The Disciplined Mind
by Zoe McKey
Hits home with useful advice for all of us
The Disciplined Mind: Strengthen Your Willpower, Develop Mental Toughness, Control Your Thoughts, and Get Rid of Your Inner Critic
How many times have you looked across a room to see someone you thought was judging you or talked to someone you decided was bored with your conversation? Zoe McKey has a word of wisdom: that person not even thinking about you in that moment; they’re wrapped up in their own life and their own problems. We assume people are paying more attention to us than they actually are which leads us to assign them emotions that we are simply imagining. In The Disciplined Mind, McKey brings a lot of such misconceptions to the forefront, starting her rewording of the serenity prayer: “Grant me the serenity to accept the things I cannot control, courage to change the things that I can control, and wisdom to know the difference.”
McKey tackles everything from procrastination, our fear of missing out, nonverbal communication, building habits, stress, anxiety, perfectionism, priorities, failure, and so much more. Her wisdom is an advanced common sense, in that when you read it, it immediately strikes home, aligns with what you know, and you can think of so many circumstances that it applies to. At the core is choosing what we control, not turning over our right to be happy to the opinions of others, choosing to make the right choices, whether it’s to practice a new skill, accepting that it will take work and perseverance, rather than just being jealous of those who have worked and achieved that skill we desire.
Overall, this is a book about choosing what is important in life, our passion, our goal, and not allowing anything or anyone stop us, including ourselves. It is so easy to assume that others have it easier, whether it’s a perfect dinner on Instagram or a perfect vacation displayed on Facebook. McKey points out that we judge our worst moments by others’ best moments. She reminds us that looking at social media is like looking at a picture of someone on the peak of Mount Everest. We see them only as they pose at the peak at the moment of their triumph. We don’t see the struggle to get to the mountain, the conditions of the climb up, the tears shed, the hard work and the failures… Everything before that moment on the peak does not exist to us. And yet it is that journey and all the work and hardship that got them there that is important. We have to remember when we see what others choose to show us that those pictures and their stories represent only their best moments and that they have low moments and struggles just as we do. There is no reason to feel inferior.
We have to stop worrying about what others might possibly be thinking of us, realizing that they probably aren’t thinking of us at all, and live our lives developing our own sense of self-worth. We have to determine for ourselves what we are passionate about and pursue that as our goal, rather than being distracted by all the other things around us.
There is so much in this book that is helpful advice for anyone. I think McKey’s methods can really help us focus on what is important, what has value… And what we know is within our control and what is not. She encourages us not to blame others for our lives or to expect others to change; we must take responsibility for and improve our own lives. We need to choose our life’s focus because if we allow ourselves to focus on too many things, everything will suffer, and yet we must leave some dreams behind to pursue the dream that matters most to us. McKey also urges us to remember that we are a work in progress and we need to not only not worry about what others think of us, but forgive ourselves and move on if we make mistakes.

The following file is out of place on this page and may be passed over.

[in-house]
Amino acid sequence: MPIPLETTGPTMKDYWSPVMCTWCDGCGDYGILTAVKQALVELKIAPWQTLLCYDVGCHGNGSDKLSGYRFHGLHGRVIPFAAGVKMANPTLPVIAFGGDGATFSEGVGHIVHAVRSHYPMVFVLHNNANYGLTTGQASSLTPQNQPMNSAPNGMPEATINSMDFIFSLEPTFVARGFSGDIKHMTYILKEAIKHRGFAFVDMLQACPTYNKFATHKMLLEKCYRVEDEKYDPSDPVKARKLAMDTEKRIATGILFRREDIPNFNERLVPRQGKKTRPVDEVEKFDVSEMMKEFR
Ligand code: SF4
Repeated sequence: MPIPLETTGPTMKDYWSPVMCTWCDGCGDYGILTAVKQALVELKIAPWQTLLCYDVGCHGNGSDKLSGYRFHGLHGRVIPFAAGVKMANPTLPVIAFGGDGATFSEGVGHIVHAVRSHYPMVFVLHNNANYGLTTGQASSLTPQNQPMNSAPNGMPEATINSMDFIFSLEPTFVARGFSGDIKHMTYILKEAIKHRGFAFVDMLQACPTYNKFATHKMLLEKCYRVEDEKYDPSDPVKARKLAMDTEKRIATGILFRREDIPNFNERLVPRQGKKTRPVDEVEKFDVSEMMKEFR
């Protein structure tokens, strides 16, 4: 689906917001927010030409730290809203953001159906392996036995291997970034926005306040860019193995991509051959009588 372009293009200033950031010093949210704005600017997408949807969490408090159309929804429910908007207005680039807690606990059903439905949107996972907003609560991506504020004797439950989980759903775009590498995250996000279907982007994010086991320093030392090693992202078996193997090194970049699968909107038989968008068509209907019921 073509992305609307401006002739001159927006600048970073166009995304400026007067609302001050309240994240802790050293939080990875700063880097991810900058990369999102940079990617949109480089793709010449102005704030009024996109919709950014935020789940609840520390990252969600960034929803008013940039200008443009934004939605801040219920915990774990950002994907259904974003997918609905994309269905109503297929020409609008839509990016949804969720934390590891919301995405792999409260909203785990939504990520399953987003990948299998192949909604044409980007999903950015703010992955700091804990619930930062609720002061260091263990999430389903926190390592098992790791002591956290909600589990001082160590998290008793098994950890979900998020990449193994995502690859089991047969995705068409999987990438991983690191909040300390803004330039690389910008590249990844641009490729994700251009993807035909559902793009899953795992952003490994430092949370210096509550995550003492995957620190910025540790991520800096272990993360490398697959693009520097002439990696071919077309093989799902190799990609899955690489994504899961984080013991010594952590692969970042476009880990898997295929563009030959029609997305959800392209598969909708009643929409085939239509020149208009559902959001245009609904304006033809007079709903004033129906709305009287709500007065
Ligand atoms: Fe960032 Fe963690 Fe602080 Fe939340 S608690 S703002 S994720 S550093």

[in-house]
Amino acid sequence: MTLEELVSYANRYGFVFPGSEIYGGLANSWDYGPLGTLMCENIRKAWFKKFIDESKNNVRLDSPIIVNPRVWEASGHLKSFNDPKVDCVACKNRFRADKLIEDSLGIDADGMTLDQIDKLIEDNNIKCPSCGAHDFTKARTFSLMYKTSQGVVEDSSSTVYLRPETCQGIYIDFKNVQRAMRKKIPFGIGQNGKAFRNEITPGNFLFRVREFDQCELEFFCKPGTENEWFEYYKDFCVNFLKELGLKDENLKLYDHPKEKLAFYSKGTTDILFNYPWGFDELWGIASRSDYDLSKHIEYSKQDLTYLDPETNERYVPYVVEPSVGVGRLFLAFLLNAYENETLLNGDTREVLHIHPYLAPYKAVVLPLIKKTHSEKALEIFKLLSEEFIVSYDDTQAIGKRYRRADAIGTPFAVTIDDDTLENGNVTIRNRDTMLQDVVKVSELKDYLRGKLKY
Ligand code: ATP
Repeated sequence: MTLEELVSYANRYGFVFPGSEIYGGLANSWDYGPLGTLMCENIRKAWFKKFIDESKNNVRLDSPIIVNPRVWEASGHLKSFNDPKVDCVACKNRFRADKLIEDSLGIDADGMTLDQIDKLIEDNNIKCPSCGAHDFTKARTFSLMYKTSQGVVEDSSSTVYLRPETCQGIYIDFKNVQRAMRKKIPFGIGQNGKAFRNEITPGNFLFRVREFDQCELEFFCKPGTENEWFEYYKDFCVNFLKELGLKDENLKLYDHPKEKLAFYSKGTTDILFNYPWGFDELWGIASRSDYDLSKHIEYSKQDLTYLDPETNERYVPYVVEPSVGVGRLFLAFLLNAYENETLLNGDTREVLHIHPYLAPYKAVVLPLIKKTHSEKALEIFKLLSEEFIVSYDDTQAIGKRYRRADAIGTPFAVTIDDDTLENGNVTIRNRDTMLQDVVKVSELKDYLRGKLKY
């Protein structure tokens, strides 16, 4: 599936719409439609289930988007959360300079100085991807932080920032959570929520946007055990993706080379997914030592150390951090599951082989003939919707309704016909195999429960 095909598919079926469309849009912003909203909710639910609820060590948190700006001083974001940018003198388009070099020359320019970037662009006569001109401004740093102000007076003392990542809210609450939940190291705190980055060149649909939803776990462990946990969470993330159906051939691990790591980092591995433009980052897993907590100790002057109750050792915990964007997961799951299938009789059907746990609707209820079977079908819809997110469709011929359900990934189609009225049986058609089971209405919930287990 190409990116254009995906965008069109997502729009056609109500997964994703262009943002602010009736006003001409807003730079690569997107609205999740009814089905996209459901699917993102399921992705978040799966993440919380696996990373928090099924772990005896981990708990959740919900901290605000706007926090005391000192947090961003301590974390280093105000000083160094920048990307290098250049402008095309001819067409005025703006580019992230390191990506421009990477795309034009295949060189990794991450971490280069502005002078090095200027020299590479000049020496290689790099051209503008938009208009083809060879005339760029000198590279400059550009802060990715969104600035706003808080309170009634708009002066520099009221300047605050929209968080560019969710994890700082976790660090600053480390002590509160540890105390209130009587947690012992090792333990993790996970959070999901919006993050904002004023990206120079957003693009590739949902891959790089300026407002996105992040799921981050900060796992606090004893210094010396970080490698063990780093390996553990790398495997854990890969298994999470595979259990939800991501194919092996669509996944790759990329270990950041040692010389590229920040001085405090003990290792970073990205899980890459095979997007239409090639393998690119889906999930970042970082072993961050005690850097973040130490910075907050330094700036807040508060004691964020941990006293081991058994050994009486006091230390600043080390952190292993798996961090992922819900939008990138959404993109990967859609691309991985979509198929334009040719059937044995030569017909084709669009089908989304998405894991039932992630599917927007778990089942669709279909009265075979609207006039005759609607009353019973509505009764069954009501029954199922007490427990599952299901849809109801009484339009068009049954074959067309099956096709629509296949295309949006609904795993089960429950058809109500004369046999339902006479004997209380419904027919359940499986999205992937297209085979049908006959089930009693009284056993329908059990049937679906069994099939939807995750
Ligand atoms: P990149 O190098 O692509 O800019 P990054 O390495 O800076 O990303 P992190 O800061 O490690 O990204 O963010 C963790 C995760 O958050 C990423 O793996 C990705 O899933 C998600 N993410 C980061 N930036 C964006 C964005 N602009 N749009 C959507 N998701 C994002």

Overall, a very thoughtful read and a great focus for self-improvement.
Do you fail to follow your plans despite your best intentions? Are your mental toughness and willpower keeping you from the life you want?
If your life is starting to resemble a never-ending hamster wheel from a lack of intentional action – you need to discipline your mind.
Dreaming day and night doesn’t create the life you want – disciplined action does.
Where you end up in life is determined by a number of times you fall and get up, and how much pain and discomfort you can withstand along the way. The path to an extraordinary accomplishment and a life worth living is not innate talent, but focus, willpower, and disciplined action.
Maximize your brain power and keep in control of your thoughts.
In The Disciplined Mind, you will find unique lessons through which you will learn those essential steps and qualities that are needed to reach your goals easier and faster.
Take control over your life.
-Learn about 3 types of stress and how can you turn stress to your benefit;
-Key steps to patience and self-discipline;
-The method for focused action and maximum productivity;
-How to overcome the fear of failure;
-Get the results you want.
With a disciplined mind you will be able to live a more stress-free and well-balanced life. You won’t sabotage yourself with negative self-talks, procrastination, and unintentional behavior. You’ll learn to prioritize your tasks to harness the most productive results – even on those days when you are not in a good mood.